Backyard Everests: Elephant Head
Tackle tricky terrain to gain a solitary alp.
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Even people who live in Arizona sometimes need reminding that the state has more to offer than canyons and deserts. Find one wake-up call next to Tucson and just a few hours south of Phoenix, in the Santa Rita Mountains. There, the hulking peak known as Elephant Head rises high above the cactus-covered lowlands. It demarcates the west end of the range, with steep granite walls guarding its summit on three sides. Scramble up the East Ridge to reach views of the rugged and bone dry Santa Ritas and Baboquivari Mountains.
DO IT From the Trail 930 trailhead, hike north .7 mile to a saddle at 4,700 feet, and continue north across the head of Chino Basin, where you’ll pick up the old roadbed leading to the Quantrell Mine, an early 1900s old gold and silver mine. As the Quantrell Mine Trail begins to circle to the east, then south, look for an unmaintained trail to Elephant Head on the left; it drops steeply into the high desert of upper Chino Canyon before climbing to a saddle east of the summit. In April and May, catch the ocotillo forest in fiery red-orange bloom. It’s a 600-vertical-foot scramble to the top.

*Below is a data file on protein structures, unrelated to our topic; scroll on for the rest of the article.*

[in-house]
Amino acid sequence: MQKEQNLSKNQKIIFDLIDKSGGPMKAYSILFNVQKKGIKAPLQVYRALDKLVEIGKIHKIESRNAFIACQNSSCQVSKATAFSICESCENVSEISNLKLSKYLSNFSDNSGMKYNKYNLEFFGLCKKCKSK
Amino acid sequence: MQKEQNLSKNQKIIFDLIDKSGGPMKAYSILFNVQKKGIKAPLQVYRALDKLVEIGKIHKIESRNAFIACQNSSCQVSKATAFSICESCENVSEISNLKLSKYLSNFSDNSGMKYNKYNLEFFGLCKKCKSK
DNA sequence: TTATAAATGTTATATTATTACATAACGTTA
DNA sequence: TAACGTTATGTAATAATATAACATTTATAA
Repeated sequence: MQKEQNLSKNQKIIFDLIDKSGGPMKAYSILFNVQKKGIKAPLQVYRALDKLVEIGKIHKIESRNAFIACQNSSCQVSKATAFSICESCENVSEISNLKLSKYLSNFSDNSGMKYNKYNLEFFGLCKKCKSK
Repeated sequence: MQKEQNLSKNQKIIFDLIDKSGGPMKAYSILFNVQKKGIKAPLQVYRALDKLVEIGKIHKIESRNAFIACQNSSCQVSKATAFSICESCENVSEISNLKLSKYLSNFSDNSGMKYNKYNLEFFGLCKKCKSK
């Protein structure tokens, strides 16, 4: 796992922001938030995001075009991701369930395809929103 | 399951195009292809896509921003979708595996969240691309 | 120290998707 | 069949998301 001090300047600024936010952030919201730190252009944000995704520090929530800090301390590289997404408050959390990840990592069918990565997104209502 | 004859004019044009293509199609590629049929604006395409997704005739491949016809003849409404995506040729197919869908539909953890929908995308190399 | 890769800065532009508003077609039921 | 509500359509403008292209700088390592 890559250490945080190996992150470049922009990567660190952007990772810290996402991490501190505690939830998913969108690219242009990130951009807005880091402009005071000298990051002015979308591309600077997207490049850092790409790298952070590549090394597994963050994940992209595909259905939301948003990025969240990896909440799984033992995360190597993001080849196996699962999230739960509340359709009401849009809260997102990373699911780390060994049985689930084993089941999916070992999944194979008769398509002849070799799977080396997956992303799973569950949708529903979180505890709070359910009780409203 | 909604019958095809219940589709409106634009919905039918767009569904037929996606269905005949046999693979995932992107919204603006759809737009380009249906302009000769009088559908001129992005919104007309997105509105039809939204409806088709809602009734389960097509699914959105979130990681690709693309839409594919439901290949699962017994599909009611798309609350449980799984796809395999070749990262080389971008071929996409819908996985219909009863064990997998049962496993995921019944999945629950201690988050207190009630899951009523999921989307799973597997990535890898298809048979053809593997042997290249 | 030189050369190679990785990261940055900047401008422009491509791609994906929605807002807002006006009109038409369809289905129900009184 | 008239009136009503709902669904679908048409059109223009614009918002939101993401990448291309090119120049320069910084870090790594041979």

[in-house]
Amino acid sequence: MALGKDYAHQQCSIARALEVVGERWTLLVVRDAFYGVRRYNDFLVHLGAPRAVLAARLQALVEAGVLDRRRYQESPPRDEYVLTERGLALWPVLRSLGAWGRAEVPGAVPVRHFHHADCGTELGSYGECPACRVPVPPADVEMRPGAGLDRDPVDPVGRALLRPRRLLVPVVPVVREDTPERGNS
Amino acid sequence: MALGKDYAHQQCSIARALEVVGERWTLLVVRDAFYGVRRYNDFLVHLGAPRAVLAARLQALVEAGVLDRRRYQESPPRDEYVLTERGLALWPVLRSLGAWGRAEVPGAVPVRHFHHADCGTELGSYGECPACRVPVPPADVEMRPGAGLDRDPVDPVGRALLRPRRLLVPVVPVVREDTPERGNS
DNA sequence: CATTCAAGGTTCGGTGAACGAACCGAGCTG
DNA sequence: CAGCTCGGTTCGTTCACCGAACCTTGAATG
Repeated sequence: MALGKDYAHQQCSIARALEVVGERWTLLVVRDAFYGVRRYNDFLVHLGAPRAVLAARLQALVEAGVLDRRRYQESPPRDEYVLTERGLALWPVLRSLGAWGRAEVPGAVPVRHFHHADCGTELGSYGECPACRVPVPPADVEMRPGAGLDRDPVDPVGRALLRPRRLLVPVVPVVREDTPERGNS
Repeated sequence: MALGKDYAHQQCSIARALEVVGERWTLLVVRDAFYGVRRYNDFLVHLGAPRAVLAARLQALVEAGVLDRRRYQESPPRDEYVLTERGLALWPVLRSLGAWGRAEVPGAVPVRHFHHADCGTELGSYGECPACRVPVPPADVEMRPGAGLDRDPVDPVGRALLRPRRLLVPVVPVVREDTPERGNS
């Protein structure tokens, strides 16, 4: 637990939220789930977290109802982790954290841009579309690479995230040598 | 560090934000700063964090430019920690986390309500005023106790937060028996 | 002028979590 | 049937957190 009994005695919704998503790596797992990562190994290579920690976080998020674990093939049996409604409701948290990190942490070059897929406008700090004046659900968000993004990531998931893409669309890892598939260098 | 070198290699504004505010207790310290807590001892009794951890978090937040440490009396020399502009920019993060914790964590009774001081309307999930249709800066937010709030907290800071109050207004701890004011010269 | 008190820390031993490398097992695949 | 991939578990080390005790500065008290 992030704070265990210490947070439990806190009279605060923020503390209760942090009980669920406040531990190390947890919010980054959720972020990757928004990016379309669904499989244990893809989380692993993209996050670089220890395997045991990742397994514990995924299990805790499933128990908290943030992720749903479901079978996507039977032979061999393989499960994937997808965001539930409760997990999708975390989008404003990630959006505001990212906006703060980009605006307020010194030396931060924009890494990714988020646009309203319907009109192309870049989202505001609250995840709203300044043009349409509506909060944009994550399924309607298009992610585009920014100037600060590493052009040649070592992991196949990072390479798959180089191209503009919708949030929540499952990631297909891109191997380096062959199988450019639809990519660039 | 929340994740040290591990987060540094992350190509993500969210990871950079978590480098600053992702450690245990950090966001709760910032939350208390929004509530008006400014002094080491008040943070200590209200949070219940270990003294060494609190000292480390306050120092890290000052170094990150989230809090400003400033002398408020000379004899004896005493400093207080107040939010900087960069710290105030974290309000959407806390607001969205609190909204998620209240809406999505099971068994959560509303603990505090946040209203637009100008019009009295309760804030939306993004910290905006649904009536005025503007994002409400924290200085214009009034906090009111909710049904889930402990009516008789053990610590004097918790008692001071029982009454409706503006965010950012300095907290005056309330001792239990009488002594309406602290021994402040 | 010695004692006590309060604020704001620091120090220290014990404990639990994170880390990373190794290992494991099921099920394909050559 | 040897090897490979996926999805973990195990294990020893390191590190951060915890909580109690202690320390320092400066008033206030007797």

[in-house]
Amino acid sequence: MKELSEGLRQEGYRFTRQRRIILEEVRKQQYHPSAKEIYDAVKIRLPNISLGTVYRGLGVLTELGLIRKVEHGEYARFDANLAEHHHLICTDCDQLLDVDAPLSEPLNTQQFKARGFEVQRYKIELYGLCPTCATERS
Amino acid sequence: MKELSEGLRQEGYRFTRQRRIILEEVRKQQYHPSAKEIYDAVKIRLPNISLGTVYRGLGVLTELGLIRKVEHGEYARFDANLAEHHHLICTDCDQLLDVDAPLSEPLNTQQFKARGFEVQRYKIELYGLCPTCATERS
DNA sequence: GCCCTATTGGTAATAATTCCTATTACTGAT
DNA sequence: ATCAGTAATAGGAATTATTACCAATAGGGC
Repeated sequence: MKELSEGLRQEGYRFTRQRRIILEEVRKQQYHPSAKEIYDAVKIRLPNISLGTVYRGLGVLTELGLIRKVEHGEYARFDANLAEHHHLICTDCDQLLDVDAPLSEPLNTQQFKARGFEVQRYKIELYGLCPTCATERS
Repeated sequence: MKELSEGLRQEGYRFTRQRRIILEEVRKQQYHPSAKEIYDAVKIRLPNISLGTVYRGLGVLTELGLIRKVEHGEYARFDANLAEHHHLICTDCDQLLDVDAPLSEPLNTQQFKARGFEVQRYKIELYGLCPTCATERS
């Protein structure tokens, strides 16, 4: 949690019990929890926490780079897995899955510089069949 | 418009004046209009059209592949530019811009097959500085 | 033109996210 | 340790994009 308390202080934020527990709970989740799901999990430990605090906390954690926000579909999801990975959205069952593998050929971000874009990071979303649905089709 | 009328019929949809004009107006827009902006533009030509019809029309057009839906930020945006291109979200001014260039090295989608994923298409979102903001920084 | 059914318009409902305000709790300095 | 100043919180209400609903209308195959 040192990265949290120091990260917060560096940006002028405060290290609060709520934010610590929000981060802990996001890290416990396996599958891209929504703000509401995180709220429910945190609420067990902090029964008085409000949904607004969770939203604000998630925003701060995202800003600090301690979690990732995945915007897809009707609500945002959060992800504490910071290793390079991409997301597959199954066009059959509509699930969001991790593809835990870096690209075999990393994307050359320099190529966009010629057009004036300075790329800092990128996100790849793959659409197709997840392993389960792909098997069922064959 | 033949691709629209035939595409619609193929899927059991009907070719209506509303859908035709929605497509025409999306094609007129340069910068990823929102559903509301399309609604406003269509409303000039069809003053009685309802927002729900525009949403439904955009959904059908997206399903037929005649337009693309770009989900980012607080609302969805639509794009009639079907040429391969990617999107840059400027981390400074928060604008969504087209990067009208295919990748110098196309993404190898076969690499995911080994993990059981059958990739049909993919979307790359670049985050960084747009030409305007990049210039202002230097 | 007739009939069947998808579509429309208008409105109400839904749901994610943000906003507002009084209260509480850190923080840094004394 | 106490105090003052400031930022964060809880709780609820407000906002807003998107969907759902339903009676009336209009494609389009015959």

CLIMBING MAGAZINE RECOMMENDS If you like the sound of a full 1,000 feet of desert mountaineering, head for Elephant Head’s West Gully, a 5.6R romp to the summit.
GET THERE From Phoenix, take I-19 south past Tucson to the Canoa Rd. exit, turning south onto the frontage road on the east side of the freeway. Drive three miles to a left on Elephant Head Rd. Go 1.5 miles to a right onto Mt. Hopkins Rd., then 5.5 miles to FR 183. Turn left and go 2.3 miles to parking.
MAP USGS quad Mount Hopkins
CONTACT (520) 281-2296; fs.fed.us/r3/coronado
ELEVATION 5,607 feet
GAIN 2,700 feet
ROUTE East Ridge Trail
DRIVE 2 hours, 30 minutes